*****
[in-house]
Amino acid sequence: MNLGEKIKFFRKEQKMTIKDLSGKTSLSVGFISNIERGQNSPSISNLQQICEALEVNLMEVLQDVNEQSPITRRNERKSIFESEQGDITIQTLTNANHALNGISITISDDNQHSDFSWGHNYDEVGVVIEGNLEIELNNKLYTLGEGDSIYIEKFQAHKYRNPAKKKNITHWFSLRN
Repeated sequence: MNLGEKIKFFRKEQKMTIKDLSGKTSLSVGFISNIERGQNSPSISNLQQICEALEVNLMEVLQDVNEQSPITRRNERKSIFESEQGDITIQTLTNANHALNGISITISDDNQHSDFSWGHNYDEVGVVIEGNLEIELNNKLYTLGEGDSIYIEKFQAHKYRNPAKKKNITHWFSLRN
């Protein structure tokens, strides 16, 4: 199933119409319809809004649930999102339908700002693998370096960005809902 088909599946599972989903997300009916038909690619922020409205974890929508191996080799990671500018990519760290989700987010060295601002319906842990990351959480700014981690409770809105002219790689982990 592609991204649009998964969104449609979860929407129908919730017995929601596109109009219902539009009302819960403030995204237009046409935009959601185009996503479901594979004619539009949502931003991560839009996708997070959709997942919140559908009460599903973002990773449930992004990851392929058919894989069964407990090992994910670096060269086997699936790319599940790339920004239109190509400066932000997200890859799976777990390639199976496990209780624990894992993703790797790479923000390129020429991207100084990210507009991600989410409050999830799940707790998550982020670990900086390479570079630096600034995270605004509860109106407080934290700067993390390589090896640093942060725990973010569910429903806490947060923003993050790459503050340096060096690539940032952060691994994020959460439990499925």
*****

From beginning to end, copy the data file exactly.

[in-house]
Amino acid sequence: MNLGEKIKFFRKEQKMTIKDLSGKTSLSVGFISNIERGQNSPSISNLQQICEALEVNLMEVLQDVNEQSPITRRNERKSIFESEQGDITIQTLTNANHALNGISITISDDNQHSDFSWGHNYDEVGVVIEGNLEIELNNKLYTLGEGDSIYIEKFQAHKYRNPAKKKNITHWFSLRN
Repeated sequence: MNLGEKIKFFRKEQKMTIKDLSGKTSLSVGFISNIERGQNSPSISNLQQICEALEVNLMEVLQDVNEQSPITRRNERKSIFESEQGDITIQTLTNANHALNGISITISDDNQHSDFSWGHNYDEVGVVIEGNLEIELNNKLYTLGEGDSIYIEKFQAHKYRNPAKKKNITHWFSLRN
């Protein structure tokens, strides 16, 4: 199933119409319809809004649930999102339908700002693998370096960005809902 088909599946599972989903997300009916038909690619922020409205974890929508191996080799990671500018990519760290989700987010060295601002319906842990990351959480700014981690409770809105002219790689982990 592609991204649009998964969104449609979860929407129908919730017995929601596109109009219902539009009302819960403030995204237009046409935009959601185009996503479901594979004619539009949502931003991560839009996708997070959709997942919140559908009460599903973002990773449930992004990851392929058919894989069964407990090992994910670096060269086997699936790319599940790339920004239109190509400066932000997200890859799976777990390639199976496990209780624990894992993703790797790479923000390129020429991207100084990210507009991600989410409050999830799940707790998550982020670990900086390479570079630096600034995270605004509860109106407080934290700067993390390589090896640093942060725990973010569910429903806490947060923003993050790459503050340096060096690539940032952060691994994020959460439990499925």